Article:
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Biodegradation and cytotoxicity of ciprofloxacin-loaded hydroxyapatite-polycaprolactone nanocomposite film for sustainable bone implants

Authors Nithya R, Sundaram NM

Received 19 January 2015

Accepted for publication 18 March 2015

Published 1 October 2015 Volume 2015:10(Supplement 1 Challenges in biomaterials research) Pages 119—127


Checked for plagiarism Yes

Review by Single anonymous peer review

Peer reviewer comments 4

Editor who approved publication: Prof. Dr. Thomas J. Webster

Rajendran Nithya, Nachiappan Meenakshi Sundaram

Department of Biomedical Engineering, PSG College of Technology, Coimbatore, India

Introduction: In recent years there has been a steep increase in the number of orthopedic patients for many reasons. One major reason is osteomyelitis, caused by pyrogenic bacteria, with progressive infection of the bone or bone marrow and surrounding tissues. So antibiotics must be introduced during bone implantation to avoid prolonged infection.
Aim: The objective of the study reported here was to prepare a composite film of nanocrystalline hydroxyapatite (HAp) and polycaprolactone (PCL) polymer loaded with ciprofloxacin, a frequently used antibiotic agent for bone infections.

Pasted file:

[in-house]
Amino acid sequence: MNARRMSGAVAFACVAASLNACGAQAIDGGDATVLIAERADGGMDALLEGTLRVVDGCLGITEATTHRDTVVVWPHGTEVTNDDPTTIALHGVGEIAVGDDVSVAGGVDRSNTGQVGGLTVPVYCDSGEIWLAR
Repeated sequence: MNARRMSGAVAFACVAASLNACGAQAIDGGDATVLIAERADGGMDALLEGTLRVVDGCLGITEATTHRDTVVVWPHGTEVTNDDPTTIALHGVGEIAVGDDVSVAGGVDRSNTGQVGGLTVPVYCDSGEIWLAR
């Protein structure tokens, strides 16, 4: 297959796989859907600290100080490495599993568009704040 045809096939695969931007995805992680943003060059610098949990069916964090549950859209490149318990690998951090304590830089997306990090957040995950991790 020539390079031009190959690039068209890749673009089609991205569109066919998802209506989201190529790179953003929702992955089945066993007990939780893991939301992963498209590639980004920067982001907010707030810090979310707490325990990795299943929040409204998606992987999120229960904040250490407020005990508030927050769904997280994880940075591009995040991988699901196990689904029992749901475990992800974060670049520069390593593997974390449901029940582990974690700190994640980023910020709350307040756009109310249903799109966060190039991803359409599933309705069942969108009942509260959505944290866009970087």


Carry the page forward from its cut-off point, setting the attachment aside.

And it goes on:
Methods: Nanocrystalline HAp was synthesized by precipitation method using the precursor obtained from eggshell. The nanocomposite film (HAp-PCL-ciprofloxacin) was prepared by solvent evaporation. Drug-release and biodegradation studies were undertaken by immersing the composite film in phosphate-buffered saline solution, while a cytotoxicity test was performed using the fibroblast cell line NIH-3T3 and osteoblast cell line MG-63.
Results: The pure PCL film had quite a low dissolution rate after an initial sharp weight loss, whereas the ciprofloxacin-loaded HAp-PCL nanocomposite film had a large weight loss due to its fast drug release. The composite film had higher water absorption than the pure PCL, and increasing the concentration of the HAp increased the water absorption. The in vitro cell-line study showed a good biocompatibility and bioactivity of the developed nanocomposite film.
Conclusion: The prepared film will act as a sustainable bone implant in addition to controlled drug delivery.

Keywords: osteomyelitis, antibiotics, nanocrystalline, cytotoxicity, fibroblast, in vitro

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